Yebra With Maple Leaves

Yebra is a traditional Lebanese / Syrian dish made by rolling a mixture of meat, usually lamb, sometimes beef, and rice, in grape leaves and cooking in a pot on the stove. This year when my mother was visiting she brought some grape leaves from the family vine, and made some yebra. I asked her to do an experiment: make some with maple leaves from the maple trees in front of our house. Early this spring I read up in some of my books about edible weeds and local edible plants, that maple leaves were edible. One evening for supper I made a salad almost exclusively with young maple leaves. It was delicious. I had to see how the leaves would be cooked, and what better way than with a dish prepard with cooked leaves of another variety: traditional yebra.

The experiment worked. There is a slight difference in texture, because the maple leaves are rougher and furry. For taste, it is so similar. Next spring when the maple leaves are young, I will harvest a bunch and make maple leaf yebra. It will be so much easier instead of doing the annual trek to the old country. This West Coast cuisine, this fusion, could become a favourite Lebanese-Canadian dish.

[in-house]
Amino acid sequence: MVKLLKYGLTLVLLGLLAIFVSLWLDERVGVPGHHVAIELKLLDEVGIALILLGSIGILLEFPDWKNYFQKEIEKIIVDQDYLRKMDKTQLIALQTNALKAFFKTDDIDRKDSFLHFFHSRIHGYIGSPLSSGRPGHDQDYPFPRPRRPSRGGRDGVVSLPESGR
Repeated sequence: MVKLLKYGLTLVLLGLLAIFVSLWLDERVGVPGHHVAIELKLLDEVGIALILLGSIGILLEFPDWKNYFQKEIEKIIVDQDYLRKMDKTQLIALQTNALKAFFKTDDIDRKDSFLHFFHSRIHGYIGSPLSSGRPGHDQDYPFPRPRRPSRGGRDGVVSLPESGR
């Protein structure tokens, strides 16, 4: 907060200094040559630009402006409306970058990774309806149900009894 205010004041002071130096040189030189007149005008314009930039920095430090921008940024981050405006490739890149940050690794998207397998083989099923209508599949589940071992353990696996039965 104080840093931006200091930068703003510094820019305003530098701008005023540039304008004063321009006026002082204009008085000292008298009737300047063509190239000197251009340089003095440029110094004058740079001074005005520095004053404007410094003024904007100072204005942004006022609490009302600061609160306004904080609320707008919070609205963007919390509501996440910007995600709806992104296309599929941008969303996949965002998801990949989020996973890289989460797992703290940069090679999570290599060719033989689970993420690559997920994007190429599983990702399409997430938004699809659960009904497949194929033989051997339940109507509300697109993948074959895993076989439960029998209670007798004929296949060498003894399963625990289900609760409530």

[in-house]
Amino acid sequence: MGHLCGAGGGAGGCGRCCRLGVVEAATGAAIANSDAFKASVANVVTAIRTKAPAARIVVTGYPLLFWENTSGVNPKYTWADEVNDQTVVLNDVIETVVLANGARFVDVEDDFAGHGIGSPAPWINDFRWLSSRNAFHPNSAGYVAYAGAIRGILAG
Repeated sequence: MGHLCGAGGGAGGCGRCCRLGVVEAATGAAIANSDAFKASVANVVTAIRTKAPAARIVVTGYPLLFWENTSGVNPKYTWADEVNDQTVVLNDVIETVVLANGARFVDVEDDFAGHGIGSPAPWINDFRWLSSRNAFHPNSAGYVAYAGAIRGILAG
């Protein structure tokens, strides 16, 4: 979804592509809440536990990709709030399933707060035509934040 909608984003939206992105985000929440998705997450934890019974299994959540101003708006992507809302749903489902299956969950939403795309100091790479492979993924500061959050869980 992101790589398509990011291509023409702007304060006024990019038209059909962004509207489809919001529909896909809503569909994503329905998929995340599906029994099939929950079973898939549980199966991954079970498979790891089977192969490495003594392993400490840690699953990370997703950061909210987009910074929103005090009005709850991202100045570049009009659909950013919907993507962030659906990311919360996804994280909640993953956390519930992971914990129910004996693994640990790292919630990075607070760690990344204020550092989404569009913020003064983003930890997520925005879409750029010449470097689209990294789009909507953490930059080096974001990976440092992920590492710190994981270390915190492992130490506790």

Restaurant Health & Safety Inspections in Greater Victoria

For inspections of restaurants in Greater Victoria, visit: http://healthspace.ca/Clients/VIHA/VIHA_Website.nsf/

Response to Article: Hey, Vegetarians and Vegans: You’re Not All That Healthy

My response to an article by Christine Egan entitled Hey, Vegetarians and Vegans: You’re Not All That Healthy. (more…)

Low Fructose: One Month

It has been a month. What has changed? (more…)

Low Fructose Experiment, Day 4: Breakfast Cereal

This morning’s low fructose cereal was palatable compared to earlier ones. (more…)

Self-Experimenting: Fructose

This is Day Two of my attempt to limit my fructose intake. Why am I doing this? (more…)

A truly stupid idea: Cancer-fighting additive weighed for junk food

The following CBC article concerns adding something to junk food to fight cancer. The headline is misleading. (more…)

Green For Life, by Victoria Boutenko

Green For Life, by Victoria Boutenko is a good read in which Victoria talks about her research and decisions to begin eating green smoothies, which are food made from mainly green, leafy vegetables, that are blended up and drank. (more…)